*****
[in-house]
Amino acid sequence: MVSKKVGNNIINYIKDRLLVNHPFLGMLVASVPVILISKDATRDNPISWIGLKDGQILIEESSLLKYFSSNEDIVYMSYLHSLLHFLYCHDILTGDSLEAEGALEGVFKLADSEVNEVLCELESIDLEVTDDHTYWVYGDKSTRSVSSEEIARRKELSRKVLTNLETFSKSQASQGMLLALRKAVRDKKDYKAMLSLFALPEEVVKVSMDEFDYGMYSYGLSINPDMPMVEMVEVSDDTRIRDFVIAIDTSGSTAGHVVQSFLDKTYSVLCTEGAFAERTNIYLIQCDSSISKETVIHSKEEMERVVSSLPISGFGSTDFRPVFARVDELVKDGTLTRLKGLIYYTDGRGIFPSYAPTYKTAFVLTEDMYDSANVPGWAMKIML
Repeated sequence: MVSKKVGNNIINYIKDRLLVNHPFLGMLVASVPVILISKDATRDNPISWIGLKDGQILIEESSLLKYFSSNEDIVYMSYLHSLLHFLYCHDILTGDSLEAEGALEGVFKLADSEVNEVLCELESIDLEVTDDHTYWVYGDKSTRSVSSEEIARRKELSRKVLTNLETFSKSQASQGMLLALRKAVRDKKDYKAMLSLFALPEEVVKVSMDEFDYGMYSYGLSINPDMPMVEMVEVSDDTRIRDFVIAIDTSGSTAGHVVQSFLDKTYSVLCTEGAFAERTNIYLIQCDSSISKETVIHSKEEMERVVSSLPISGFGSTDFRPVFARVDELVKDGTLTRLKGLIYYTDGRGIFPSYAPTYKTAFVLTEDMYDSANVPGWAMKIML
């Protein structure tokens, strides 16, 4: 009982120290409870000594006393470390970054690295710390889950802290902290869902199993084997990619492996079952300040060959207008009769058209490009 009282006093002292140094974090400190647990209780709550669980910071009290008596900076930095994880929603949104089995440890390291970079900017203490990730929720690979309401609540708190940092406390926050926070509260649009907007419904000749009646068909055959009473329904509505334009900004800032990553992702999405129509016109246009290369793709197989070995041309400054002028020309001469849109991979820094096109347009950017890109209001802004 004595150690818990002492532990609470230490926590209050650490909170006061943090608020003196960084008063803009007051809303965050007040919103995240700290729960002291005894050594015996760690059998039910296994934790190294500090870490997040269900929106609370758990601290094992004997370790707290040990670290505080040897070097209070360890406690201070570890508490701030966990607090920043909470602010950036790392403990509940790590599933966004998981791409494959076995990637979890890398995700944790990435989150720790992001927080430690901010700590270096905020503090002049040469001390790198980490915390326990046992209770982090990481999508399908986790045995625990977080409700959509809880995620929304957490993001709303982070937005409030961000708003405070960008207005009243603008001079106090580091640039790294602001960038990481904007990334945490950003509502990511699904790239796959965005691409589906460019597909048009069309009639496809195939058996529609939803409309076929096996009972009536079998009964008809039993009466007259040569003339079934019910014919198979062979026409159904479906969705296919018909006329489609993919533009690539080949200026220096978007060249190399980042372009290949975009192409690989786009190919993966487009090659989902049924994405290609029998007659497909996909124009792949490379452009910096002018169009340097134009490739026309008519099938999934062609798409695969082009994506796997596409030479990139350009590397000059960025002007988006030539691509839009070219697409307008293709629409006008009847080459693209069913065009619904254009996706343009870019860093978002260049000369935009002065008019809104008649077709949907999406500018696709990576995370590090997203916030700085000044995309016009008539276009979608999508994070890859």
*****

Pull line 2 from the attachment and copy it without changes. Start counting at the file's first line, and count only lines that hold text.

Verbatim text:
Amino acid sequence: MVSKKVGNNIINYIKDRLLVNHPFLGMLVASVPVILISKDATRDNPISWIGLKDGQILIEESSLLKYFSSNEDIVYMSYLHSLLHFLYCHDILTGDSLEAEGALEGVFKLADSEVNEVLCELESIDLEVTDDHTYWVYGDKSTRSVSSEEIARRKELSRKVLTNLETFSKSQASQGMLLALRKAVRDKKDYKAMLSLFALPEEVVKVSMDEFDYGMYSYGLSINPDMPMVEMVEVSDDTRIRDFVIAIDTSGSTAGHVVQSFLDKTYSVLCTEGAFAERTNIYLIQCDSSISKETVIHSKEEMERVVSSLPISGFGSTDFRPVFARVDELVKDGTLTRLKGLIYYTDGRGIFPSYAPTYKTAFVLTEDMYDSANVPGWAMKIML